'Cabinet plan for Naxal areas retrogressive'
The Planning Commission has termed the Union Cabinet's decision on Integrated Action Plan as "deeply retrogressive" saying that by allowing the district-level committees to utilise development funds, the common man was being excluded.delhi Updated: Jan 12, 2011 00:38 IST
The Planning Commission has termed the Union Cabinet's decision on Integrated Action Plan as "deeply retrogressive" saying that by allowing the district-level committees to utilise development funds, the common man was being excluded.
The Cabinet Committee on Economic Affairs (CCEA) on November 24, 2011, had decided that a committee of district collector, superintendent of police and district forest officer (DFO) will utilise Rs25 crore and Rs30 crore for 2010-11 and 2011-12, respectively, in the 60 Naxal-affected districts of the country.
Difference of opinion
On how Rs3,300crore will be spent over 2 years
CCEA: A committee of district collector, SP and district forest officer will utilise the fund in 60 tribal and backward districts.
Plan panel: Wants people participation in money utilisation, not leaving it at discretion of officials
Bridging trust deficit
CCEA: Committee will have flexibility to spend amount in areas where there aren’t enough funds
Plan panel: No direct role of people will aggravate sense of exclusion among tribals
On monitoring the plan
CCEA: At state level, development commissioner will monitor utilisation of funds and at national level, the Planning Commission
Plan panel: No use, as none of our recommendations such as incentivising implementation of Forest Rights Act, Panchayat Extension to Scheduled Areas Act and strengthening of Panchayati Raj Institutions have been accepted.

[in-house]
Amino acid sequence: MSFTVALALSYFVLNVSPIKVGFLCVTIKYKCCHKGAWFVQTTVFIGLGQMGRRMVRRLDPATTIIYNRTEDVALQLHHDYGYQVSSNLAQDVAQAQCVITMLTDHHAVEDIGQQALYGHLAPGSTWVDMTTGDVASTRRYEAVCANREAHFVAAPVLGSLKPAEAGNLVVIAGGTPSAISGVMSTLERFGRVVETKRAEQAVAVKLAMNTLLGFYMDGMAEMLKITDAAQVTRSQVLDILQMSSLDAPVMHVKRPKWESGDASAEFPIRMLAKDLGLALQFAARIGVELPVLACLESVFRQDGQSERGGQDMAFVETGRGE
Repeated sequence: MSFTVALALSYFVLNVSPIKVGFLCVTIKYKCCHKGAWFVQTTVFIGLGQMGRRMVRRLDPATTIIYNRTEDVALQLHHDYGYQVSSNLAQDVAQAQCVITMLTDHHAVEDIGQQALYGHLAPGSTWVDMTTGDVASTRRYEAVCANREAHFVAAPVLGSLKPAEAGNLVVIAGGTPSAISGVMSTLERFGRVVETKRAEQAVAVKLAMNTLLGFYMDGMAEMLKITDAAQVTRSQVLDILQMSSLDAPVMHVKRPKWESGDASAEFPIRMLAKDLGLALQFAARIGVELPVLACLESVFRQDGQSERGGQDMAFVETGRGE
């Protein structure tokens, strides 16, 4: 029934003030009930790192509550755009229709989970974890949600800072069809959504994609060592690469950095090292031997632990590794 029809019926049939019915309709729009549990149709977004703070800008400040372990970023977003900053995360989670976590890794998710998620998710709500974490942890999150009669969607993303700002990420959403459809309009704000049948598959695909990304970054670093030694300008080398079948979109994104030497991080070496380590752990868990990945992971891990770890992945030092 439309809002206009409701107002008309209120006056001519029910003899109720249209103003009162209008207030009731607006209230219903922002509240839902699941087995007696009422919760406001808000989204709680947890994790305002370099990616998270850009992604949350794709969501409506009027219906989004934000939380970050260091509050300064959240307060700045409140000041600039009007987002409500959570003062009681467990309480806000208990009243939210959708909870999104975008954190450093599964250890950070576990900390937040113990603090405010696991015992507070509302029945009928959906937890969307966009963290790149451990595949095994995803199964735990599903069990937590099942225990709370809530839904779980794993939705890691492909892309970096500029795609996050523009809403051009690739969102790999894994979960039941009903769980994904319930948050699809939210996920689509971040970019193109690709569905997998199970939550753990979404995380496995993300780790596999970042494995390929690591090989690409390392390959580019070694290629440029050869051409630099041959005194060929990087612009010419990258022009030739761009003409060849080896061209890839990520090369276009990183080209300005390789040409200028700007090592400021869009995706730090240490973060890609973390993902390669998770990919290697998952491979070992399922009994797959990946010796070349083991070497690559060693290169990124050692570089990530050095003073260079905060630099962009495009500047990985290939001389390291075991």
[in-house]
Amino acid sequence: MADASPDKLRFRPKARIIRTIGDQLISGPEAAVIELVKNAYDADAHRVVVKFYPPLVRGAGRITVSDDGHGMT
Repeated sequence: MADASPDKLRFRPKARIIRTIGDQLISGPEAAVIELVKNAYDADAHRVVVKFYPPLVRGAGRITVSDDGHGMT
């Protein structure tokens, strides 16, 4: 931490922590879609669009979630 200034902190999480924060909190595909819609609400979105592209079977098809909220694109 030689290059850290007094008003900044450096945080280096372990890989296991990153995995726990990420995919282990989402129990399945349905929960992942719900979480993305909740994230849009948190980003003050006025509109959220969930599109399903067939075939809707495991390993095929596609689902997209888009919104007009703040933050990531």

The committee had rejected the commission's proposal that Rs13,000 crore should be used for development work after strengthening the local panchayati raj institutions (PRIs) in consultation with civil society members.
The home ministry and Prime Minister's Office (PMO) too had opposed the proposal saying it was not viable. Later, home minister P Chidambaram had said that since the PRIs were defunct in many districts, accepting the commission's suggestion was difficult.
In a note submitted to the PMO, the commission went to the extent of suggesting that the scheme should be handed over to the home ministry or any other department deemed suitable as none of its recommendations were accepted.
The note prepared by plan panel member Mihir Shah and endorsed by deputy chairperson Montek Singh Ahluwalia reportedly says that providing equal amount of money to all districts irrespective of size and need (poverty and tribal population) makes no sense.
The commission has also doubted whether the district administration will be able to utilize the funds fully as its internal analysis showed poor analysis of funds under its existing flagship programmes.
"A materialistic approach to the tribal issue will only aggravate the situation and risk it getting completely out of hand," sources in the commission said.
The note also said that people in these areas were experiencing a deep sense of exclusion and CCEA's decision had re-inforced the feeling.
The commission has asked PMO to consider a conflict resolution mechanism as adopted by the World Bank, where an independent ombudsman is appointed to resolve grievances.